The North Korean capital's broad, clean avenues were, by the authoritarian nation's usually over-the-top celebratory standards, fairly subdued ahead of Tuesday's 85th anniversary of the founding of the Korean People's Army.

For years, the army celebration rivaled the April 15th anniversary of the birth of North Korea's late founder, Kim Il Sung, in its pageantry. Army Day festivities saw immense displays of weaponry and military might, and thousands of people on the streets of Pyongyang in orchestrated shows of unity.

But since the rise of Kim Jong Un, the third generation of the Kim family to rule the country, the April 25 army commemoration has taken a backseat to Kim Il Sung's birthday, which is celebrated with an unparalleled display of North Korean patriotism and power. The practice sessions alone for April 15 choke the avenues and public squares of Pyongyang with tens of thousands of people and hundreds of vehicles.

The Associated Press queried North Korea specialists from around the world for their views on why the newest Kim appears to have shifted focus from the era of his father, Kim Jong Il.


Duyeon Kim, a visiting senior fellow at the Korean Peninsula Future Forum in Seoul:

Focusing on Kim Il Sung glorifies the nation's founder and also "legitimizes the Kim bloodline succession," she said. "This, however, does not necessarily mean Kim Jong Un is deemphasizing the importance of the North Korean military — the two days are not comparable. That said, we have witnessed both Kim Jong Il and Kim Jong Un try to empower or emphasize the Workers' Party more so that the power base is not centered only around the military.

"Kim Jong Un has also tried to mimic his grandfather in looks and policies. He resurrected his grandfather's 'byungjin' strategic line of parallel economic and military development, but has apparently repackaged the 'military' pillar to include nuclear development."

"So it appears Kim Jong Un realized that the military-first policy of his father is not sustainable and that regime security also entails economic prosperity."


Robert Kelly, a political science professor at Pusan National University, in Busan, South Korea:

"Kim Jong Un's father nearly destroyed the North Korean economy by allowing the military a major policy and budgetary role," Kelly said. This drained the budget, worsened a horrific famine during the late 1990s, and increasingly made North Korea economically dependent on China.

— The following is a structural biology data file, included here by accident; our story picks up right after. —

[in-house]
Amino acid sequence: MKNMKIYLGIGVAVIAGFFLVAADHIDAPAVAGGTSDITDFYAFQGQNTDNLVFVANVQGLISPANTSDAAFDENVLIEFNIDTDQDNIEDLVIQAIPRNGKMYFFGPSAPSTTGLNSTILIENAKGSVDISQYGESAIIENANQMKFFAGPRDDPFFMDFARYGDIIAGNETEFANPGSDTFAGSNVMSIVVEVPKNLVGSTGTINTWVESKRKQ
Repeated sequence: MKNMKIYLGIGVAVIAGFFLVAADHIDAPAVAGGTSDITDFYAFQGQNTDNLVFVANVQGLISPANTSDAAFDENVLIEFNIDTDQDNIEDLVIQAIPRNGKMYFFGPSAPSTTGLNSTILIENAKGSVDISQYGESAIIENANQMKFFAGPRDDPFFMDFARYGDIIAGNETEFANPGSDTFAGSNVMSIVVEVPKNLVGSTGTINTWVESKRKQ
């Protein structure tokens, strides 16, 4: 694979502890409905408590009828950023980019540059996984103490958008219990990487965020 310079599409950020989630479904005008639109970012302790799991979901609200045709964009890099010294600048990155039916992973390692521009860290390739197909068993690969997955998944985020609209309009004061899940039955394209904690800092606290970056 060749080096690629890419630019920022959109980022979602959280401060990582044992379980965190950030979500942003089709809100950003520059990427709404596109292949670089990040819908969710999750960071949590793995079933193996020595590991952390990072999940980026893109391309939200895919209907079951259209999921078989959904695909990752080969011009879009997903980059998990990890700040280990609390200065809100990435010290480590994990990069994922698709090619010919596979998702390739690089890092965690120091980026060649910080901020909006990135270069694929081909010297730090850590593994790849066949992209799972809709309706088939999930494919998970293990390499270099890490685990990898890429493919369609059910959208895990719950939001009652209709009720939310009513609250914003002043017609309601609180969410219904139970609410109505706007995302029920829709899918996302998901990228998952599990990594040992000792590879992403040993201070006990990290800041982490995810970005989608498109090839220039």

"Kim Jong Un's rollback of military-first — purging KPA brass, eliminating the national defense commission, publicly emphasizing the founder Kim Il Sung instead of Kim Jong Il or the KPA — is likely intended to bolster economic growth in order to give the regime greater sustainability and keep it from becoming a Chinese economic satrapy with the obvious political vulnerability that implies."


Hazel Smith, a North Korea scholar and professor at SOAS, University of London:

Smith doubts there is much political significance in a decreased focus on the April 25 celebrations.

North Koreans "are terribly pragmatic" and also have a serious labor shortage, she said. Since major celebrations require weeks of practice, draining the worktime of tens of thousands of Pyongyang residents, she believes the government may have simply decided to concentrate its attention on a single day in April.

"They have to decide where to marshal their pageantry resources, so to speak, and perhaps they're concentrating on April 15 because it's such an important holiday," she said. "It could be as simple as that."


Sue Mi Terry, a former Korean analyst for the U.S. Central Intelligence Agency:

The intense focus in earlier years on April 25 celebrations came because Kim Jong Il "wanted to buttress his rule after he took over."

"Now Kim Jong Un has returned to the party-centered governance of his grandfather's era and has been focused on resurrecting the party's power over the military," Terry said.

To Kim Jong Un, "wrapping himself in the mantle of his still-popular grandfather, the 'eternal president' Kim Il Sung, makes sense. Kim Jong Un came to power, after all, at a young age in a communist but still a Confucian society that reveres age. Moreover, he is only the third son of Kim Jong Il, not the first. Thus he is likely insecure about any perceived illegitimacy of his rule."


Go Myong-Hyun, a research fellow at the Asan Institute in Seoul:

Kim Jong Un's move to de-emphasize the KPA anniversary is a "definite break from his father's era," Go said.

"Under Kim Jong Il, the most important organ was the military; under Kim Jong Un the most powerful organ of the state is the Organization and Guidance Department of the Korea Workers' Party."

"The reason why Kim Jong Un emphasizes the 'civilian' aspect of the North Korean state is probably because Kim Jong Un feels he lacks sufficient political legitimacy. He is not the eldest son and he was hidden from the North Korean establishment up until 2008-9. He doesn't want to be seen as imposed by Kim Jong Il but instead entrusted with leadership by the establishment thanks to his achievements (i.e. nuclear program).

"In sum, the de-emphasis of the military is not because Kim Jong Un is offering an olive branch to the world or wants to reduce the defense burden on the economy, but because Kim Jong Un wants to emphasize his political leadership of the North Korean state and the party."


Sullivan reported from New Delhi.